India, Japan ink pact to bolster defence forcesUpdated: Sep 10, 2020, 23:58 IST
India and Japan have signed a key agreement for reciprocal provision of supplies and services between their defence forces, which is expected to drive closer military cooperation and contribute to security in the Indo-Pacific.
The Acquisition and Cross-Servicing Agreement (ACSA) between Japan’s Self-Defense Forces and India’s armed forces was signed by defence secretary Ajay Kumar and Japanese ambassador Satoshi Suzuki in New Delhi on Wednesday.
“The agreement establishes a framework such as the settlement procedures for the reciprocal provision of supplies and services between the Self-Defense Forces of Japan and the Indian armed forces,” said a statement from Japan’s foreign ministry.
The agreement is expected to facilitate “smooth and prompt provision of supplies and services” between the two sides, promote closer cooperation between Japan’s Self-Defense Forces and India’s armed forces, and enable them to actively contribute to international peace and security, the statement said.
The external affairs ministry stated that Prime Minister Narendra Modi and his Japanese counterpart Shinzo Abe, during a phone conversation on Thursday, welcomed the agreement and said it will “enhance the depth of defence cooperation...and contribute to peace and security in the Indo-Pacific”.
It had earlier been expected the pact would be signed during a summit between Abe and Modi this year. However, the summit has been thrown into doubt by Abe’s decision last month to step down on health grounds.
The agreement will cover the reciprocal provision of supplies and services during joint exercises and training missions, UN peacekeeping operations, humanitarian relief operations, operations during disasters in the territory of both parties or a third country, and evacuation of nationals of India and Japan from overseas in exigencies.
The supplies and services covered by the pact include food, water, transportation including airlift, petroleum, clothing, communications and medical services, use of facilities, spares and components, and repair and maintenance services.
The agreement will remain in force for 10 years and will be automatically extended for periods of 10 years unless one of the parties decides to end it.
India has similar agreements with the US, Australia, France, Oman and Singapore, and is negotiating one with Russia.
During their 30-minute phone conversation, Modi and Abe reviewed the status of ongoing cooperation, including the Mumbai-Ahmedabad high speed rail project. They agreed the strong partnership between the two sides will play a “critical role in charting the course for the global community in the post-Covid world”, the external affairs ministry said.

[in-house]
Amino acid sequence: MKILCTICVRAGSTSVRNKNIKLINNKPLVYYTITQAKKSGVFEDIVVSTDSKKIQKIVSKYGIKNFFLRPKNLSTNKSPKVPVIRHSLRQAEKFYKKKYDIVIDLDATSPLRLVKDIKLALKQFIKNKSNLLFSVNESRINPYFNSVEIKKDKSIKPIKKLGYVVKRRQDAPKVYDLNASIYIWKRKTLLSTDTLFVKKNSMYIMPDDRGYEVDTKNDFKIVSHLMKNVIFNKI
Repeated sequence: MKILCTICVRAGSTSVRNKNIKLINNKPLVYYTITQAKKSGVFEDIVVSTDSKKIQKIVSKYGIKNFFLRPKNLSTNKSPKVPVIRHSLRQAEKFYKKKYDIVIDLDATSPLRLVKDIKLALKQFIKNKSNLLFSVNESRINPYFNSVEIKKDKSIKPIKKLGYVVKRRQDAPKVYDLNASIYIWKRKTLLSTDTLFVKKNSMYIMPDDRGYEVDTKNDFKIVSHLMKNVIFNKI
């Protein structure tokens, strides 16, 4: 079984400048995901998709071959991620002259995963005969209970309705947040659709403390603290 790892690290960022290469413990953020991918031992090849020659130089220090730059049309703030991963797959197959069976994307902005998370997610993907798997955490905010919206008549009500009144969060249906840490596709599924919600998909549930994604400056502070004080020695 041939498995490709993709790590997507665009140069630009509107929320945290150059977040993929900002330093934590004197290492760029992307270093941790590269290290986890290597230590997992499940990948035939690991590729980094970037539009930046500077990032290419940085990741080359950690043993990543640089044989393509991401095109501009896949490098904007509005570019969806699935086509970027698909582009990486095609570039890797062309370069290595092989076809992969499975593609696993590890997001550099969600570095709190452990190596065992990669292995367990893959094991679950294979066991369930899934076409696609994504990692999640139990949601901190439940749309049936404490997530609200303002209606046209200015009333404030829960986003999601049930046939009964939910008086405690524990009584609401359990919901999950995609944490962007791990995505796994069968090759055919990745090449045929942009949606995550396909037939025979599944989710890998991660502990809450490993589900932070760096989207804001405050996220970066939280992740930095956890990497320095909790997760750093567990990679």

Abe listed actions taken by India and Japan for realising the vision of a free and open Indo-Pacific and the elevation of the special strategic and global partnership between the two countries among the key achievements in bilateral relations, Japan’s foreign ministry said in a readout.
The two leaders made it clear the change of leadership in Japan wouldn’t affect the overall arc of bilateral relations.
“Both Prime Ministers affirmed that the basic policy of Japan-India-emphasis remains unchanged, and concurred with each other that the two countries continue to work closely in such areas as security, economy, and economic cooperation including the high-speed rail project,” said the Japanese readout.
The external affairs ministry said the leaders were confident the strong momentum in the bilateral partnership will continue unabated, and Modi conveyed his intention to work closely with the new government of Japan.
Abe and Modi built a good working relationship and helped drive bilateral ties in a number of areas, especially economic cooperation, maritime security and the Indo-Pacific.
Abe, Japan’s longest serving prime minister, explained his decision to step down and expressed “gratitude for the friendship and the relationship of trust” built with Modi. He also noted the memories from their mutual annual visits. Modi expressed his appreciation for all the efforts by Abe and recalled the time they spent together, the Japanese readout said.
Modi reiterated his appreciation of Abe’s leadership for advancing the relationship between India and Japan.
Former navy chief Admiral (retired) Arun Prakash described the logistics support agreement with Japan as a welcome development in the realm of defence cooperation but said there continues to be scepticism as to whether Tokyo can help New Delhi in a war-like situation. “There are three factors at play here – Japan’s fears of China, Japan’s Constitution which allows it to have only self-defence forces and Japanese public opinion. But the signing of the agreement is encouraging as it can be seen as a sign of support and a sign of the convergence of interests,” he said.